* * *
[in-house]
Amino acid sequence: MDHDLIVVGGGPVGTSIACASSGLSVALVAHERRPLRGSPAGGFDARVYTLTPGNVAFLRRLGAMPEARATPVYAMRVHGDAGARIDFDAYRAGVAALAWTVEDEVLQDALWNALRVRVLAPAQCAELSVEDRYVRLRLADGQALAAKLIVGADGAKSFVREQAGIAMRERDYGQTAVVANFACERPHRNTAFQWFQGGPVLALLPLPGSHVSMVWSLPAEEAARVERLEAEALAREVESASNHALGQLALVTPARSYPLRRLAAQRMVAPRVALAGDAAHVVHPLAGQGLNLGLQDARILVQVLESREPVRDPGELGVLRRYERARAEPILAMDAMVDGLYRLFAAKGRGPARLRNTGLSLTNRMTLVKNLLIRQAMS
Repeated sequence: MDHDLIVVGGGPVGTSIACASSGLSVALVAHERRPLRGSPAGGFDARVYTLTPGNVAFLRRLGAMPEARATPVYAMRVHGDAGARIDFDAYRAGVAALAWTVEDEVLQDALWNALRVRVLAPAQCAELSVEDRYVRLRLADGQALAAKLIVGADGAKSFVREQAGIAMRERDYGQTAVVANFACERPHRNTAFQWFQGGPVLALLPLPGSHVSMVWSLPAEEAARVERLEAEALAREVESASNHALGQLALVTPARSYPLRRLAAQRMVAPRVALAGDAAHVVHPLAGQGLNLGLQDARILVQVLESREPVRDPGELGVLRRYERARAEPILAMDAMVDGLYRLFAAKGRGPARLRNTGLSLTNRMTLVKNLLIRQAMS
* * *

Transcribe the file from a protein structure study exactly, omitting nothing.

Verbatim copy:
[in-house]
Amino acid sequence: MDHDLIVVGGGPVGTSIACASSGLSVALVAHERRPLRGSPAGGFDARVYTLTPGNVAFLRRLGAMPEARATPVYAMRVHGDAGARIDFDAYRAGVAALAWTVEDEVLQDALWNALRVRVLAPAQCAELSVEDRYVRLRLADGQALAAKLIVGADGAKSFVREQAGIAMRERDYGQTAVVANFACERPHRNTAFQWFQGGPVLALLPLPGSHVSMVWSLPAEEAARVERLEAEALAREVESASNHALGQLALVTPARSYPLRRLAAQRMVAPRVALAGDAAHVVHPLAGQGLNLGLQDARILVQVLESREPVRDPGELGVLRRYERARAEPILAMDAMVDGLYRLFAAKGRGPARLRNTGLSLTNRMTLVKNLLIRQAMS
Repeated sequence: MDHDLIVVGGGPVGTSIACASSGLSVALVAHERRPLRGSPAGGFDARVYTLTPGNVAFLRRLGAMPEARATPVYAMRVHGDAGARIDFDAYRAGVAALAWTVEDEVLQDALWNALRVRVLAPAQCAELSVEDRYVRLRLADGQALAAKLIVGADGAKSFVREQAGIAMRERDYGQTAVVANFACERPHRNTAFQWFQGGPVLALLPLPGSHVSMVWSLPAEEAARVERLEAEALAREVESASNHALGQLALVTPARSYPLRRLAAQRMVAPRVALAGDAAHVVHPLAGQGLNLGLQDARILVQVLESREPVRDPGELGVLRRYERARAEPILAMDAMVDGLYRLFAAKGRGPARLRNTGLSLTNRMTLVKNLLIRQAMS